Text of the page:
Physics Photo of the Week
CCD Dectors - 2009 Nobel Prize in Physics
medical imaging, and ordinary photography have been revolutionized by
the development of solid state imaging detectors called CCD
arrays. These devices were invented and developed in the late
1960's by Willard Boyle and George Smith at Bell Labs in the USA.
The proven technology in the past 40 years has earned Boyle and Smith
half the 2009 Nobel Prize in Physics announced earlier this week.
This photo shows a CCD detector (Charged Coupled Device) as part of an
astronomical camera. A highly magnified view of the detector is
shown in the lower picture where we can barely see the indivual pixels
of the detector. Each tiny pixel is approximately 10 microns
(0.01 mm) across.
detectors have made the development of consumer digital cameras
entirely possible. They are also found in virtually all video
cameras - even the cameras used for broadcast TV. Of course all
the photos featured in Physics Photo of the Week are taken with digital
cameras fitted with these solid state arrays. Digital photos
naturally promote the use of photos through computer technology.
The main technological advantage to solid-state digital photography -
besides compactness, low power consumption, non-expendable film,
instant "developing" - are that the output signals are proportional to
the amount of light striking the detector. Traditional film is
highly non-linear. The linear output makes these detectors
excellent where the light intensity needs to be measured.
Astronomy was the first discipline to widely adopt the use of these
detectors for this reason. Recent graduates Hannah Barks (2006)
and George Keel (2008) used the camera featured here to perform
excellent photometry on stars for their Natural Science Seminar
CCD detectors consist of 2-dimensional arrays of phototransistors on a
single chip of silicon called an Integrated Circuit. (See PPOW
for December 8, 2006 and November
18, 2005. The Swedish Academy had previously recognized
transistors and integrated circuits for their significant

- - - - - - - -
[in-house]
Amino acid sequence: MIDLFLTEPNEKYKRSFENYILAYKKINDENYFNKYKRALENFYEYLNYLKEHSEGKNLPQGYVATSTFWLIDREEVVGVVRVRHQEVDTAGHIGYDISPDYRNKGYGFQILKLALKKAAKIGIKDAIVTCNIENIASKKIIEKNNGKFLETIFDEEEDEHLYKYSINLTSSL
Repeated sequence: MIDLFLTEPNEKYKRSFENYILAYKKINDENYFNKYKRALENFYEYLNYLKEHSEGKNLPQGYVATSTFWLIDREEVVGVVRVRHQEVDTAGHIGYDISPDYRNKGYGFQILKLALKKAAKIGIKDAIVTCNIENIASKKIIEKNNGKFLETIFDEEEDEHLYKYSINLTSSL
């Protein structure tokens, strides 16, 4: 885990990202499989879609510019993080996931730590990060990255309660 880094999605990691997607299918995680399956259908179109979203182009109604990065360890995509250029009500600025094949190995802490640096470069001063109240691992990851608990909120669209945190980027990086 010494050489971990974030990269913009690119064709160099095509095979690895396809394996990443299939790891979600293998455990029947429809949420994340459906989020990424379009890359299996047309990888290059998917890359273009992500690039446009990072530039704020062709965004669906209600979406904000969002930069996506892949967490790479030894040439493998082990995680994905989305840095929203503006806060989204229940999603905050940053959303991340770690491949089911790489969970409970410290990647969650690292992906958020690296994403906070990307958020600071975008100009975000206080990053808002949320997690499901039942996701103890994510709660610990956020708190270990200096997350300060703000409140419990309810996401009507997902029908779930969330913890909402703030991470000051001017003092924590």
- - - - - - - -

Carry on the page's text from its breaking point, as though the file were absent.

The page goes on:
contribution to technology: The discovery of the transistor in
1948 by John Bardeen, Walter Brattain, and William Shockley earned them
the 1956 Nobel Prize in Physics. The development of integrated
circuits - many transistors on a single chip of silicon - in the early
1960's by Jack St. Clair Killay - earned a portion of the 2000 Nobel
Prize in Physics.
Besides recognizing the ubiquitous technology responsible for digital
imaging, the Nobel Committee awarded the other half of the 2009 Nobel
Prize in physics to Charles Kao for the development of special optical
fibers for communication. Although we don't ordinarily see the
optical fibers, they are responsible for the vast increase in internet
speed as well as lower costs for long distance communication.
Thank yous are extended to Natasha Shipman of the Biology Department
for lending a dissecting microscope through which the
microscopic image of the chip using was photographed using a digital
Photo of the
published weekly during the academic year on Fridays by the Warren
Wilson College Physics
Department. These photos feature interesting phenomena in
the world around us. Students, faculty, and others are invited to
submit digital (or film) photographs for publication and
explanation. Atmospheric phenomena are especially welcome.
Please send any photos to firstname.lastname@example.org.
All photos and discussions are copyright by Donald
Collins or by the person credited for the photo and/or
discussion. These photos and discussions may be used for private
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